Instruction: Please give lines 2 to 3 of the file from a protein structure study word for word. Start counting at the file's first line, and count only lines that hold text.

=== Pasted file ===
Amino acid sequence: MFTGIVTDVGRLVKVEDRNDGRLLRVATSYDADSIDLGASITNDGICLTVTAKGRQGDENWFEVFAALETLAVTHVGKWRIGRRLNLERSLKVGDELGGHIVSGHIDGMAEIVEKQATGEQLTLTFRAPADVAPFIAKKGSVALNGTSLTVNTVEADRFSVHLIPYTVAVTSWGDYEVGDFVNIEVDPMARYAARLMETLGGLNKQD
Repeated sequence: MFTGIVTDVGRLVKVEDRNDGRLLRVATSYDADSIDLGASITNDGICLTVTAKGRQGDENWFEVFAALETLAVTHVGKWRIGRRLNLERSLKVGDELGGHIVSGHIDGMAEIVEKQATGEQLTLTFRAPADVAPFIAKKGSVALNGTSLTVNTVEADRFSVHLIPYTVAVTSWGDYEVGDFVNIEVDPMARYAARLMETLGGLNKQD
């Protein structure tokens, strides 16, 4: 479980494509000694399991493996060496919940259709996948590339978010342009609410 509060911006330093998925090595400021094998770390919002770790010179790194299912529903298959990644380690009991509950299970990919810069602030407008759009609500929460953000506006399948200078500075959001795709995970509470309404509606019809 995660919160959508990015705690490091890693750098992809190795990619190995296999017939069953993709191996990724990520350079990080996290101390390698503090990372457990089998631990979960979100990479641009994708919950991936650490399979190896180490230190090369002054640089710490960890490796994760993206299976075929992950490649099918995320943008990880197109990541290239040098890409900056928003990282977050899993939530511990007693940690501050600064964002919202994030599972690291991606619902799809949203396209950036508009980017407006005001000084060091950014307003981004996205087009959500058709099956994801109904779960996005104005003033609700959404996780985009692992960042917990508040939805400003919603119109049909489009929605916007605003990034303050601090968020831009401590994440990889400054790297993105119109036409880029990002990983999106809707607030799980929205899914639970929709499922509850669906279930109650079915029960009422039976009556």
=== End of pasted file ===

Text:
Repeated sequence: MFTGIVTDVGRLVKVEDRNDGRLLRVATSYDADSIDLGASITNDGICLTVTAKGRQGDENWFEVFAALETLAVTHVGKWRIGRRLNLERSLKVGDELGGHIVSGHIDGMAEIVEKQATGEQLTLTFRAPADVAPFIAKKGSVALNGTSLTVNTVEADRFSVHLIPYTVAVTSWGDYEVGDFVNIEVDPMARYAARLMETLGGLNKQD
């Protein structure tokens, strides 16, 4: 479980494509000694399991493996060496919940259709996948590339978010342009609410 509060911006330093998925090595400021094998770390919002770790010179790194299912529903298959990644380690009991509950299970990919810069602030407008759009609500929460953000506006399948200078500075959001795709995970509470309404509606019809 995660919160959508990015705690490091890693750098992809190795990619190995296999017939069953993709191996990724990520350079990080996290101390390698503090990372457990089998631990979960979100990479641009994708919950991936650490399979190896180490230190090369002054640089710490960890490796994760993206299976075929992950490649099918995320943008990880197109990541290239040098890409900056928003990282977050899993939530511990007693940690501050600064964002919202994030599972690291991606619902799809949203396209950036508009980017407006005001000084060091950014307003981004996205087009959500058709099956994801109904779960996005104005003033609700959404996780985009692992960042917990508040939805400003919603119109049909489009929605916007605003990034303050601090968020831009401590994440990889400054790297993105119109036409880029990002990983999106809707607030799980929205899914639970929709499922509850669906279930109650079915029960009422039976009556």